Use of chemical weapons


UN Secretary-General Ban Ki-moon, under the influence of western members of the Security Council, expanded the jurisdiction of the investigation committee in a letter directed to the Council without justification, attempting to make its mission extend to investigating all alleged cased of chemical weapons use in Syria.

Russian Foreign Ministry Spokesman Alexander Lukashevich said that the suggestion made by Ban Ki-moon to expand investigating the use of chemical weapons in Syria to cover all alleged cases rather than just investigate the March 19th incident in Aleppo is unconstructive.

The western colonial powers used almost in all their wars chemical weapons against innocent civilians.  This proves their hypocrisy again.


Photo: victims Agent Orange


Agent Orange victims still need support

March 9, 2013

Nguyen Minh Y, director of external affairs for VAVA  (Victims of Agent Orange/Dioxin):

Chemical warfare by the US in Vietnam from 1961-71 imposed huge damage on the country. The herbicide Agent Orange was sprayed over 30,000 villages, destroying forest and food supplies, and causing enormous environmental and economic destruction.

"Around 25% of South Vietnam was sprayed, with 2 million hectares of forest destroyed. Currently, there are 28 to 30 hotspots for dioxin contamination in Vietnam.

"There have also been devastating effects on the health of the Vietnamese people. The total number of victims is estimated to be at least 3 million.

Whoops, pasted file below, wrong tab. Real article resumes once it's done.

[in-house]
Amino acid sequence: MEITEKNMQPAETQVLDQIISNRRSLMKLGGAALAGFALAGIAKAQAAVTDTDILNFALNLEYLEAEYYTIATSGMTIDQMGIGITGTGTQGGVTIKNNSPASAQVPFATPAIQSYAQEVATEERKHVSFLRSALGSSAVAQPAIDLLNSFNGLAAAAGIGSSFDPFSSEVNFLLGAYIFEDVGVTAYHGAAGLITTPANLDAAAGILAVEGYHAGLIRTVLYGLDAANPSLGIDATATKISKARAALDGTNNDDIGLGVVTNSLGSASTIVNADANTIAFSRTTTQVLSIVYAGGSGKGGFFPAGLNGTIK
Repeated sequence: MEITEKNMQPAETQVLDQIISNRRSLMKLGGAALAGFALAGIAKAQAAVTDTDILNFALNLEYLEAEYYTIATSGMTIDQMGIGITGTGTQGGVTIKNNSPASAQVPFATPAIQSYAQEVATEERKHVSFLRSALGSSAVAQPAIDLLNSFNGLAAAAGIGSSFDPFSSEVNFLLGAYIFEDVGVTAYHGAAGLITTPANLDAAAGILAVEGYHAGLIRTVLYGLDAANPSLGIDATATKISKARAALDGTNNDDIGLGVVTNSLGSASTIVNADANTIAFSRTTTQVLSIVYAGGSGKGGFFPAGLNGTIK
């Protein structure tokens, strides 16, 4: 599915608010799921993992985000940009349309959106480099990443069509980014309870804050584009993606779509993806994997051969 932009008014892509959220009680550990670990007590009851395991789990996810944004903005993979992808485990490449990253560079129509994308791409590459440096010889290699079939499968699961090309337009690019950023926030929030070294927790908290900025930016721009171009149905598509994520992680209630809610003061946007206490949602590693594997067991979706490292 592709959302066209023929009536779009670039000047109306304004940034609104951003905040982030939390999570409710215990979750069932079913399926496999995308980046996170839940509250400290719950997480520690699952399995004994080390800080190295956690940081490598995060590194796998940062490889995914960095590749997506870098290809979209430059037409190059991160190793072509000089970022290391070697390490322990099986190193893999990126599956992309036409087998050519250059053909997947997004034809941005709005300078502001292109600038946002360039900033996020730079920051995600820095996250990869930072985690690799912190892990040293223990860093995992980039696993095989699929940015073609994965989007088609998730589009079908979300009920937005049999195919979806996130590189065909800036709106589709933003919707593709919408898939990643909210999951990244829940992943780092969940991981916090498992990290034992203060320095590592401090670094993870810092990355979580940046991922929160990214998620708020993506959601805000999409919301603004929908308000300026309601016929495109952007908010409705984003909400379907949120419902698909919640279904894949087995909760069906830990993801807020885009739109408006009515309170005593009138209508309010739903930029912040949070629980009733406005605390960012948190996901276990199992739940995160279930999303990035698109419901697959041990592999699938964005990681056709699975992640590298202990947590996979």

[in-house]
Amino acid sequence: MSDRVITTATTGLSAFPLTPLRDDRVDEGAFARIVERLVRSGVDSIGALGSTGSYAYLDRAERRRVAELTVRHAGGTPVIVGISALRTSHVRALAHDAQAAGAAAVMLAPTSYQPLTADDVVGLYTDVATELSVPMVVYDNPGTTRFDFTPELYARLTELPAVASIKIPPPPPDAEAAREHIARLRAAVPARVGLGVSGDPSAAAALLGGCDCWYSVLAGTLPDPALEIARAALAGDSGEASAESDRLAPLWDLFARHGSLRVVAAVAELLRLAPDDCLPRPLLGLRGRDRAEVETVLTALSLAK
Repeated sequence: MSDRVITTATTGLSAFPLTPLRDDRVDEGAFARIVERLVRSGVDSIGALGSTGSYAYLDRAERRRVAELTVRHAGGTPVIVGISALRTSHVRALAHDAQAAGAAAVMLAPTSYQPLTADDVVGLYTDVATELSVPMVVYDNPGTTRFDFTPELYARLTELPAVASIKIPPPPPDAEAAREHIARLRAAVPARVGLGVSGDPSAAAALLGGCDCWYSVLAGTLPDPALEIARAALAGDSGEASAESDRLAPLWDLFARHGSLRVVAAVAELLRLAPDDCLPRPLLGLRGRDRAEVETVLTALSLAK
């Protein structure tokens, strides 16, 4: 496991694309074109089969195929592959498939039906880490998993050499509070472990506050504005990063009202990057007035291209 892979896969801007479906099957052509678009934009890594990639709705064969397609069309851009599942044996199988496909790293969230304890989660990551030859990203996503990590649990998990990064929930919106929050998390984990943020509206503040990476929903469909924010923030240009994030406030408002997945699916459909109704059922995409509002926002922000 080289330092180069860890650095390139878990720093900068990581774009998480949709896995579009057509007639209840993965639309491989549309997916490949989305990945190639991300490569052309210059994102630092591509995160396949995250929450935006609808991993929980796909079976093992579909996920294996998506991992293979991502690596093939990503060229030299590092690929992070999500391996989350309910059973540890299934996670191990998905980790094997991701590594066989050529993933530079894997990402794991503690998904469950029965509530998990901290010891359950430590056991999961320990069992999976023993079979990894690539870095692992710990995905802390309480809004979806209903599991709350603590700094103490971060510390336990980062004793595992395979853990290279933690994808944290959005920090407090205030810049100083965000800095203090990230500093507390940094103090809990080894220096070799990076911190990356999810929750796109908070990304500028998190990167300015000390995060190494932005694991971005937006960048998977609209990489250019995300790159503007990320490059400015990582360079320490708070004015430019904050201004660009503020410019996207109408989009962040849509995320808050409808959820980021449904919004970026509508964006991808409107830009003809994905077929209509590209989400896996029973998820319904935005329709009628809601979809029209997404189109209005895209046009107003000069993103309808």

"Agent Orange not only affected the people of Vietnam, Laos and Cambodia, but also soldiers from the US, and its allies, including Australia. But those most affected were the people of Vietnam."

Nguyen said the victims of AO have a range of immediate and long-term needs, including healing, housing, jobs, caring, treatment and rehabilitation, education and integration into the community. They need regular medication for deformities and mental problems.

"Chemical warfare, including the spraying of Agent Orange, is a serious violation of international law. The US, Australian and New Zealand governments have so far provided some limited compensation to their own veterans.

"Up to 2013, the US has reported to have spent some $40 million to clean-up of affected sites in Vietnam, but no one knows how the money is being spent.


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